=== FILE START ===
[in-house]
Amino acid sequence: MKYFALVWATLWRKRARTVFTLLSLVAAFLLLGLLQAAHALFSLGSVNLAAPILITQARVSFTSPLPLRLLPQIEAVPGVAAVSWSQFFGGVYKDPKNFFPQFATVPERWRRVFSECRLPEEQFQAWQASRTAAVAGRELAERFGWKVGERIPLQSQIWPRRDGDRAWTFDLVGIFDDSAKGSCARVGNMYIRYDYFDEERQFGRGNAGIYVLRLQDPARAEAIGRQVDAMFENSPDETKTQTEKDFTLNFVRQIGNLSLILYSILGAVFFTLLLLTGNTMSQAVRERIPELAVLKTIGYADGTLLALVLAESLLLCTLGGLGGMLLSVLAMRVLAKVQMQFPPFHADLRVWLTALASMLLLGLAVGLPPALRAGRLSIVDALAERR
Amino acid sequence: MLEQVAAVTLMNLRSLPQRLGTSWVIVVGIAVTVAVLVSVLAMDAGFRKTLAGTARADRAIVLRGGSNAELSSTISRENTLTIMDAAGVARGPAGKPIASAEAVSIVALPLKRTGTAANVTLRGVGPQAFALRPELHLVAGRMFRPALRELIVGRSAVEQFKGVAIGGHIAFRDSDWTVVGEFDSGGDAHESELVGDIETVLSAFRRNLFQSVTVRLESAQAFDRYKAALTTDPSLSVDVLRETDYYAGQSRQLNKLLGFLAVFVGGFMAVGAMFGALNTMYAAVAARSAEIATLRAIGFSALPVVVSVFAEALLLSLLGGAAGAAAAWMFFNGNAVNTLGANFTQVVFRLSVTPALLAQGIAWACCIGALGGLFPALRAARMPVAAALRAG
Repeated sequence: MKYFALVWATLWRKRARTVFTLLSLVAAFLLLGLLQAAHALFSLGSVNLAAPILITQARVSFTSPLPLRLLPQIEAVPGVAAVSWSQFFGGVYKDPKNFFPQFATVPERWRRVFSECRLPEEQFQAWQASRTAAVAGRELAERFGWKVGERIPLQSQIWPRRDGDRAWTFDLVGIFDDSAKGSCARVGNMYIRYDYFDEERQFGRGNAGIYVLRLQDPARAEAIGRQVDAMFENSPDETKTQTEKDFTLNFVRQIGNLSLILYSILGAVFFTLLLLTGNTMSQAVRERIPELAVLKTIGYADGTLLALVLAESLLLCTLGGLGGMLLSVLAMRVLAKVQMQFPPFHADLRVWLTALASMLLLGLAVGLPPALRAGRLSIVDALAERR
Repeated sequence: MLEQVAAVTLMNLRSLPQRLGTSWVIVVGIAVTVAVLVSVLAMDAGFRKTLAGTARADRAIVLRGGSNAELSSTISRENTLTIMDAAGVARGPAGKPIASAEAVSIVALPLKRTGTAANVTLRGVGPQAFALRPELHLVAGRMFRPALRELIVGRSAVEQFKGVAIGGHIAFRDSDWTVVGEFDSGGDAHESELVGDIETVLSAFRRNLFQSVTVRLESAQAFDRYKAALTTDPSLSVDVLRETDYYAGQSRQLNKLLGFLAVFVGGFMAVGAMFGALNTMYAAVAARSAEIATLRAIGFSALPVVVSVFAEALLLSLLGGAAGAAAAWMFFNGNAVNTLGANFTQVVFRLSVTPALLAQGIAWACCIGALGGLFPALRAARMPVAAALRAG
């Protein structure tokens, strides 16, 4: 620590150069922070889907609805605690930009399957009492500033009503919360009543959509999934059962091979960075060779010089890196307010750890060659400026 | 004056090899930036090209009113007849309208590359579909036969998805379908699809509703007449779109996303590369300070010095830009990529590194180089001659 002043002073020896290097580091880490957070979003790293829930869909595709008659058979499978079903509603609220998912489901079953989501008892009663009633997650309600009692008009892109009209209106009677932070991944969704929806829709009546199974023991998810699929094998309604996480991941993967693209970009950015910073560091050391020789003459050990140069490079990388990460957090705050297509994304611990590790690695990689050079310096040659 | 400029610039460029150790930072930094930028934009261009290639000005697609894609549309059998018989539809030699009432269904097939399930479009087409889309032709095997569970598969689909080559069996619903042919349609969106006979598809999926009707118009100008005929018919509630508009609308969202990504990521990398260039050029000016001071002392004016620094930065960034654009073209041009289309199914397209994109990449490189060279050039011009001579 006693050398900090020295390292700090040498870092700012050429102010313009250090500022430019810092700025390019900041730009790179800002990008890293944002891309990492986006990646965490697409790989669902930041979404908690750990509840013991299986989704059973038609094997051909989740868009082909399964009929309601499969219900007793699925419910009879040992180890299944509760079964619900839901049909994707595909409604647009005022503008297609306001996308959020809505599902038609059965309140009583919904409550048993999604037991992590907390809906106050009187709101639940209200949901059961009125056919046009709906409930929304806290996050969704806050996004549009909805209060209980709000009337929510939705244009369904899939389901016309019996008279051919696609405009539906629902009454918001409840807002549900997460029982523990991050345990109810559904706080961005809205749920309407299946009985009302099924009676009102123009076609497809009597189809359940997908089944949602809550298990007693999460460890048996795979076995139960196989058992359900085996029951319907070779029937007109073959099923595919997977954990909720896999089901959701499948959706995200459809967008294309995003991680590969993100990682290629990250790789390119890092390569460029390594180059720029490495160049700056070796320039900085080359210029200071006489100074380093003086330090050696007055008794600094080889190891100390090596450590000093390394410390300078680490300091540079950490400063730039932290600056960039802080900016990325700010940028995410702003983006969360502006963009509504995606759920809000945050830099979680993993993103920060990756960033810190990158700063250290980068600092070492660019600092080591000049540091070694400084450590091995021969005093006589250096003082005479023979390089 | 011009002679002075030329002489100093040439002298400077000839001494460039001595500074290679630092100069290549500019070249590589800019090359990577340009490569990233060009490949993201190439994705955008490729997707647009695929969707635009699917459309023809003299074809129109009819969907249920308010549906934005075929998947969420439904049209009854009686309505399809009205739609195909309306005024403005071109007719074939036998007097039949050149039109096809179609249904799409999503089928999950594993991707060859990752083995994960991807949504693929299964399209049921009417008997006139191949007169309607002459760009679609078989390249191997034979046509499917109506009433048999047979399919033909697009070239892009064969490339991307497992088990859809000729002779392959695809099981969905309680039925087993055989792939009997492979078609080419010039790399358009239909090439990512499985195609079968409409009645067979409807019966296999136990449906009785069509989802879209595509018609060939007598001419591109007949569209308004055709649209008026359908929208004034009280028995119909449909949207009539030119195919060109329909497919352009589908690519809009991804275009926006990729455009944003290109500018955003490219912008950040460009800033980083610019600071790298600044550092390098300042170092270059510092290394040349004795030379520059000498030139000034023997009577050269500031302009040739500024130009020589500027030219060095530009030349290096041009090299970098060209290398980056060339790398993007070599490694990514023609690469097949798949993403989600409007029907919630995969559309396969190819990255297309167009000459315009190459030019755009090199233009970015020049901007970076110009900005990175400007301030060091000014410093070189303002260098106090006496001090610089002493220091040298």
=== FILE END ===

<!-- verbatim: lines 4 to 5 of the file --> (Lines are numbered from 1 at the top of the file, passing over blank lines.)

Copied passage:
Repeated sequence: MKYFALVWATLWRKRARTVFTLLSLVAAFLLLGLLQAAHALFSLGSVNLAAPILITQARVSFTSPLPLRLLPQIEAVPGVAAVSWSQFFGGVYKDPKNFFPQFATVPERWRRVFSECRLPEEQFQAWQASRTAAVAGRELAERFGWKVGERIPLQSQIWPRRDGDRAWTFDLVGIFDDSAKGSCARVGNMYIRYDYFDEERQFGRGNAGIYVLRLQDPARAEAIGRQVDAMFENSPDETKTQTEKDFTLNFVRQIGNLSLILYSILGAVFFTLLLLTGNTMSQAVRERIPELAVLKTIGYADGTLLALVLAESLLLCTLGGLGGMLLSVLAMRVLAKVQMQFPPFHADLRVWLTALASMLLLGLAVGLPPALRAGRLSIVDALAERR
Repeated sequence: MLEQVAAVTLMNLRSLPQRLGTSWVIVVGIAVTVAVLVSVLAMDAGFRKTLAGTARADRAIVLRGGSNAELSSTISRENTLTIMDAAGVARGPAGKPIASAEAVSIVALPLKRTGTAANVTLRGVGPQAFALRPELHLVAGRMFRPALRELIVGRSAVEQFKGVAIGGHIAFRDSDWTVVGEFDSGGDAHESELVGDIETVLSAFRRNLFQSVTVRLESAQAFDRYKAALTTDPSLSVDVLRETDYYAGQSRQLNKLLGFLAVFVGGFMAVGAMFGALNTMYAAVAARSAEIATLRAIGFSALPVVVSVFAEALLLSLLGGAAGAAAAWMFFNGNAVNTLGANFTQVVFRLSVTPALLAQGIAWACCIGALGGLFPALRAARMPVAAALRAG